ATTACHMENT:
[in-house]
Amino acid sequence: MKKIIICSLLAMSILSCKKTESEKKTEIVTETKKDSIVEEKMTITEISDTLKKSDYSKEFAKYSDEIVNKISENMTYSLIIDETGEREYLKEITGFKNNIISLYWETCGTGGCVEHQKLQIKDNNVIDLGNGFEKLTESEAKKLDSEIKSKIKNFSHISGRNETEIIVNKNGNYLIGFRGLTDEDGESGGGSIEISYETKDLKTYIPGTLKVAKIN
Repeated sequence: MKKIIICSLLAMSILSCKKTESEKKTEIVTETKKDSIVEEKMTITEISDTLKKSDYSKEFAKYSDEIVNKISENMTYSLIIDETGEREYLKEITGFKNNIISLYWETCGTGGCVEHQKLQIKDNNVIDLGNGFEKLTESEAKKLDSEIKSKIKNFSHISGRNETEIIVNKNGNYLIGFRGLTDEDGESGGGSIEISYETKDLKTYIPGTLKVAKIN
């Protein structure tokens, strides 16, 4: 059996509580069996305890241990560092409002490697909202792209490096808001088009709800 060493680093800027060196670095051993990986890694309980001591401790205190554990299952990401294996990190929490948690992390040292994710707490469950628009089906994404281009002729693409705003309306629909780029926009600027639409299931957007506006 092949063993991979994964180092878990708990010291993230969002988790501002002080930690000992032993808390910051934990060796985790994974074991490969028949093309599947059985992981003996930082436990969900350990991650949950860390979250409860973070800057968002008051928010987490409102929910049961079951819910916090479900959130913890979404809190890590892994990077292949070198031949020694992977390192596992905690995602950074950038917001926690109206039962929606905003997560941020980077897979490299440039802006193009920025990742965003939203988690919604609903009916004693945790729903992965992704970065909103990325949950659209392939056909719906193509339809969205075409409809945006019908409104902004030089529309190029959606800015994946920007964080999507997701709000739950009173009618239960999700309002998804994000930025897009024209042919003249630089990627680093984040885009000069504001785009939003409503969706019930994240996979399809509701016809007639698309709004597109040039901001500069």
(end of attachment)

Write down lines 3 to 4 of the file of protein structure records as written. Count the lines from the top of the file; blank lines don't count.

Repeated sequence: MKKIIICSLLAMSILSCKKTESEKKTEIVTETKKDSIVEEKMTITEISDTLKKSDYSKEFAKYSDEIVNKISENMTYSLIIDETGEREYLKEITGFKNNIISLYWETCGTGGCVEHQKLQIKDNNVIDLGNGFEKLTESEAKKLDSEIKSKIKNFSHISGRNETEIIVNKNGNYLIGFRGLTDEDGESGGGSIEISYETKDLKTYIPGTLKVAKIN
């Protein structure tokens, strides 16, 4: 059996509580069996305890241990560092409002490697909202792209490096808001088009709800 060493680093800027060196670095051993990986890694309980001591401790205190554990299952990401294996990190929490948690992390040292994710707490469950628009089906994404281009002729693409705003309306629909780029926009600027639409299931957007506006 092949063993991979994964180092878990708990010291993230969002988790501002002080930690000992032993808390910051934990060796985790994974074991490969028949093309599947059985992981003996930082436990969900350990991650949950860390979250409860973070800057968002008051928010987490409102929910049961079951819910916090479900959130913890979404809190890590892994990077292949070198031949020694992977390192596992905690995602950074950038917001926690109206039962929606905003997560941020980077897979490299440039802006193009920025990742965003939203988690919604609903009916004693945790729903992965992704970065909103990325949950659209392939056909719906193509339809969205075409409809945006019908409104902004030089529309190029959606800015994946920007964080999507997701709000739950009173009618239960999700309002998804994000930025897009024209042919003249630089990627680093984040885009000069504001785009939003409503969706019930994240996979399809509701016809007639698309709004597109040039901001500069």